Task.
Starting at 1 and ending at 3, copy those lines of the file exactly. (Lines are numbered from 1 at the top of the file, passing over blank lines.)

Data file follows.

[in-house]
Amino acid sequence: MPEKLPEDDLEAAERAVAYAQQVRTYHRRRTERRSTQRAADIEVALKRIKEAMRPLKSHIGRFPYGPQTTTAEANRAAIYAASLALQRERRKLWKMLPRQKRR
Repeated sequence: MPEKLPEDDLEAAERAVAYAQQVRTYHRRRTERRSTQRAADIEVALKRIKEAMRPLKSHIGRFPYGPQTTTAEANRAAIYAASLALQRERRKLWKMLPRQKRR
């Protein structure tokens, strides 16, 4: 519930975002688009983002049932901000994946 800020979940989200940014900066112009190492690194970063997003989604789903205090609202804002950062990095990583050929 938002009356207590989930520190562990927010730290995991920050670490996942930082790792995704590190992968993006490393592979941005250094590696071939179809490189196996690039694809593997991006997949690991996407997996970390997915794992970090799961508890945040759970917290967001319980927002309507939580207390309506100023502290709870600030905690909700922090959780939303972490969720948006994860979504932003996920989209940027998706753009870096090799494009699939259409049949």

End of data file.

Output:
[in-house]
Amino acid sequence: MPEKLPEDDLEAAERAVAYAQQVRTYHRRRTERRSTQRAADIEVALKRIKEAMRPLKSHIGRFPYGPQTTTAEANRAAIYAASLALQRERRKLWKMLPRQKRR
Repeated sequence: MPEKLPEDDLEAAERAVAYAQQVRTYHRRRTERRSTQRAADIEVALKRIKEAMRPLKSHIGRFPYGPQTTTAEANRAAIYAASLALQRERRKLWKMLPRQKRR